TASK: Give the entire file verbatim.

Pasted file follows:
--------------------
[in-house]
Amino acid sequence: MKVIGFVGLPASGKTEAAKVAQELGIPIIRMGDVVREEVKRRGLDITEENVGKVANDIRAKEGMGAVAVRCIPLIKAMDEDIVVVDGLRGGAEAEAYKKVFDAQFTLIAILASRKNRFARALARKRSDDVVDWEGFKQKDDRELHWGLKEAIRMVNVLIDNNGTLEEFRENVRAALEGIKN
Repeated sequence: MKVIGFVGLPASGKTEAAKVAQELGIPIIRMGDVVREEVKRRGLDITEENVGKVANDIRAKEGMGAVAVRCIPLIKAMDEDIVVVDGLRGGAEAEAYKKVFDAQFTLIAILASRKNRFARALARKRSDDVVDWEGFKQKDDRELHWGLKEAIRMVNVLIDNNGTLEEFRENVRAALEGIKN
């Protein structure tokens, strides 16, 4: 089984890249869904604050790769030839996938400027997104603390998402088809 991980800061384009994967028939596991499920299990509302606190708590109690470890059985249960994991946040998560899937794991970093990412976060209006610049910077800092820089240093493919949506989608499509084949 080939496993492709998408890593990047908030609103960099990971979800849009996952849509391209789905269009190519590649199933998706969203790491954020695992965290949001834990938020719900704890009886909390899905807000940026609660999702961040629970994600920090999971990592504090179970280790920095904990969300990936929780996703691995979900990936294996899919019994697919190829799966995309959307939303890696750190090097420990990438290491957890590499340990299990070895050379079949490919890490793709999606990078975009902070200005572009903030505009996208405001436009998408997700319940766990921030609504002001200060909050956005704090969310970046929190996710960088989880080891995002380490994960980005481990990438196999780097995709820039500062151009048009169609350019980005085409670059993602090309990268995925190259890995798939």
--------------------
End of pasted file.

[in-house]
Amino acid sequence: MKVIGFVGLPASGKTEAAKVAQELGIPIIRMGDVVREEVKRRGLDITEENVGKVANDIRAKEGMGAVAVRCIPLIKAMDEDIVVVDGLRGGAEAEAYKKVFDAQFTLIAILASRKNRFARALARKRSDDVVDWEGFKQKDDRELHWGLKEAIRMVNVLIDNNGTLEEFRENVRAALEGIKN
Repeated sequence: MKVIGFVGLPASGKTEAAKVAQELGIPIIRMGDVVREEVKRRGLDITEENVGKVANDIRAKEGMGAVAVRCIPLIKAMDEDIVVVDGLRGGAEAEAYKKVFDAQFTLIAILASRKNRFARALARKRSDDVVDWEGFKQKDDRELHWGLKEAIRMVNVLIDNNGTLEEFRENVRAALEGIKN
């Protein structure tokens, strides 16, 4: 089984890249869904604050790769030839996938400027997104603390998402088809 991980800061384009994967028939596991499920299990509302606190708590109690470890059985249960994991946040998560899937794991970093990412976060209006610049910077800092820089240093493919949506989608499509084949 080939496993492709998408890593990047908030609103960099990971979800849009996952849509391209789905269009190519590649199933998706969203790491954020695992965290949001834990938020719900704890009886909390899905807000940026609660999702961040629970994600920090999971990592504090179970280790920095904990969300990936929780996703691995979900990936294996899919019994697919190829799966995309959307939303890696750190090097420990990438290491957890590499340990299990070895050379079949490919890490793709999606990078975009902070200005572009903030505009996208405001436009998408997700319940766990921030609504002001200060909050956005704090969310970046929190996710960088989880080891995002380490994960980005481990990438196999780097995709820039500062151009048009169609350019980005085409670059993602090309990268995925190259890995798939």